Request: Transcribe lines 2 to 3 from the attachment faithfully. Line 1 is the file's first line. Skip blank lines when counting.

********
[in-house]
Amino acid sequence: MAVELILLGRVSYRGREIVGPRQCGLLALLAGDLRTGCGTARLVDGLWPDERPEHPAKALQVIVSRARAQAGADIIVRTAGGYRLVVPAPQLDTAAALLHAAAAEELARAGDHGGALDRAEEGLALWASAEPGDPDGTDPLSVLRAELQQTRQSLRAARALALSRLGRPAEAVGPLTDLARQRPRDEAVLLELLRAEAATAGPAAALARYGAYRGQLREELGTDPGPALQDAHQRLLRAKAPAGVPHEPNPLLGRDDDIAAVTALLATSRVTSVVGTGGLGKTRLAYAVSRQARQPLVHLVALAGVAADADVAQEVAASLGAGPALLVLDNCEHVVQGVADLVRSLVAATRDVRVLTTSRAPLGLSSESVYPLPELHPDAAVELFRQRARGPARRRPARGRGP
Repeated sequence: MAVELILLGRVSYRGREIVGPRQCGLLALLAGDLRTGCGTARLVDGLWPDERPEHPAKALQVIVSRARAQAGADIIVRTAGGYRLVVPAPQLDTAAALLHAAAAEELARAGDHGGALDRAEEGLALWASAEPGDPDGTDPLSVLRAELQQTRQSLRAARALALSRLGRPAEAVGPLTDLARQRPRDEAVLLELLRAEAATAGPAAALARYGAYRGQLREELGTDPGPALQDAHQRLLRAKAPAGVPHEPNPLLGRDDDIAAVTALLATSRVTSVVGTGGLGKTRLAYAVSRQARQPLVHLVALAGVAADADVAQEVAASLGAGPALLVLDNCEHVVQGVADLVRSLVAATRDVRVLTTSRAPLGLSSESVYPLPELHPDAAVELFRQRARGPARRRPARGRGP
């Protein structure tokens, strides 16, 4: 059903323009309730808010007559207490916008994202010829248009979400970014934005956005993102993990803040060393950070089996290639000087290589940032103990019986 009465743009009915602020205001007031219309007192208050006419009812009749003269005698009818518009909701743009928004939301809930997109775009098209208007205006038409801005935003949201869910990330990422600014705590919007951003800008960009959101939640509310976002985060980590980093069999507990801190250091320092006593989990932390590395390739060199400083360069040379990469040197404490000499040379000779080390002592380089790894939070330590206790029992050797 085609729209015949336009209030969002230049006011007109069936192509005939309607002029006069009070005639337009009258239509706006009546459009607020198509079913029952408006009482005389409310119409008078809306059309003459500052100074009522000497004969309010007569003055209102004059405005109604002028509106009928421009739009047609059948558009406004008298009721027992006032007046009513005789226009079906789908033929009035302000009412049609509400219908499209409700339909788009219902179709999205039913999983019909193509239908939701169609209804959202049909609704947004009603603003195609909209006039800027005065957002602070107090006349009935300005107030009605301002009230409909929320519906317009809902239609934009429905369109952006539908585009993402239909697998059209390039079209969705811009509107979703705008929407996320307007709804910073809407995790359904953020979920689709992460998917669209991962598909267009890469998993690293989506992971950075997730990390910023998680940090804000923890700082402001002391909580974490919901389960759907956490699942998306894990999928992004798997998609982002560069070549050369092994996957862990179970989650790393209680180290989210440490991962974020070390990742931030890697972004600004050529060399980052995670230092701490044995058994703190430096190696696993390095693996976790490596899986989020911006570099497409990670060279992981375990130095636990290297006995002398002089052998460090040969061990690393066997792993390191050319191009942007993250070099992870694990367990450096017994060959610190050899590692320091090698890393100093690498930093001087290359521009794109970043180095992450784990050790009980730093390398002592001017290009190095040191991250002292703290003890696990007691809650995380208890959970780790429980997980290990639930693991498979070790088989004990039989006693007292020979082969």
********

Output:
Amino acid sequence: MAVELILLGRVSYRGREIVGPRQCGLLALLAGDLRTGCGTARLVDGLWPDERPEHPAKALQVIVSRARAQAGADIIVRTAGGYRLVVPAPQLDTAAALLHAAAAEELARAGDHGGALDRAEEGLALWASAEPGDPDGTDPLSVLRAELQQTRQSLRAARALALSRLGRPAEAVGPLTDLARQRPRDEAVLLELLRAEAATAGPAAALARYGAYRGQLREELGTDPGPALQDAHQRLLRAKAPAGVPHEPNPLLGRDDDIAAVTALLATSRVTSVVGTGGLGKTRLAYAVSRQARQPLVHLVALAGVAADADVAQEVAASLGAGPALLVLDNCEHVVQGVADLVRSLVAATRDVRVLTTSRAPLGLSSESVYPLPELHPDAAVELFRQRARGPARRRPARGRGP
Repeated sequence: MAVELILLGRVSYRGREIVGPRQCGLLALLAGDLRTGCGTARLVDGLWPDERPEHPAKALQVIVSRARAQAGADIIVRTAGGYRLVVPAPQLDTAAALLHAAAAEELARAGDHGGALDRAEEGLALWASAEPGDPDGTDPLSVLRAELQQTRQSLRAARALALSRLGRPAEAVGPLTDLARQRPRDEAVLLELLRAEAATAGPAAALARYGAYRGQLREELGTDPGPALQDAHQRLLRAKAPAGVPHEPNPLLGRDDDIAAVTALLATSRVTSVVGTGGLGKTRLAYAVSRQARQPLVHLVALAGVAADADVAQEVAASLGAGPALLVLDNCEHVVQGVADLVRSLVAATRDVRVLTTSRAPLGLSSESVYPLPELHPDAAVELFRQRARGPARRRPARGRGP